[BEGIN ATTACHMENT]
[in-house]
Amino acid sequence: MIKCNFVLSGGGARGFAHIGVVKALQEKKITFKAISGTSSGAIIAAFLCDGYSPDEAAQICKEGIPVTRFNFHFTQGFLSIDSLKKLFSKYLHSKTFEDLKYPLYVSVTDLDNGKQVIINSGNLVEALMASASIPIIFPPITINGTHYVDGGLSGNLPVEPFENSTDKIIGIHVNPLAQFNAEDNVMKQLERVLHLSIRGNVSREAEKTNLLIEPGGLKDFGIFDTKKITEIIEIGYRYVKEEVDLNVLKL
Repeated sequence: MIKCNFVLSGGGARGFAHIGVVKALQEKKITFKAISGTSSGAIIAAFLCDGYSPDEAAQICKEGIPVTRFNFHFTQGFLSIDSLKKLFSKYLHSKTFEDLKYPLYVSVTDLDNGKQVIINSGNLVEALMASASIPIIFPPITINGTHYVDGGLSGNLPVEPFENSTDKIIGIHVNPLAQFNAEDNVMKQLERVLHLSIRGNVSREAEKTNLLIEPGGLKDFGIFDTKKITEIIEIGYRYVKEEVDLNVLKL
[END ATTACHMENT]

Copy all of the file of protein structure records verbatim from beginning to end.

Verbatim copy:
[in-house]
Amino acid sequence: MIKCNFVLSGGGARGFAHIGVVKALQEKKITFKAISGTSSGAIIAAFLCDGYSPDEAAQICKEGIPVTRFNFHFTQGFLSIDSLKKLFSKYLHSKTFEDLKYPLYVSVTDLDNGKQVIINSGNLVEALMASASIPIIFPPITINGTHYVDGGLSGNLPVEPFENSTDKIIGIHVNPLAQFNAEDNVMKQLERVLHLSIRGNVSREAEKTNLLIEPGGLKDFGIFDTKKITEIIEIGYRYVKEEVDLNVLKL
Repeated sequence: MIKCNFVLSGGGARGFAHIGVVKALQEKKITFKAISGTSSGAIIAAFLCDGYSPDEAAQICKEGIPVTRFNFHFTQGFLSIDSLKKLFSKYLHSKTFEDLKYPLYVSVTDLDNGKQVIINSGNLVEALMASASIPIIFPPITINGTHYVDGGLSGNLPVEPFENSTDKIIGIHVNPLAQFNAEDNVMKQLERVLHLSIRGNVSREAEKTNLLIEPGGLKDFGIFDTKKITEIIEIGYRYVKEEVDLNVLKL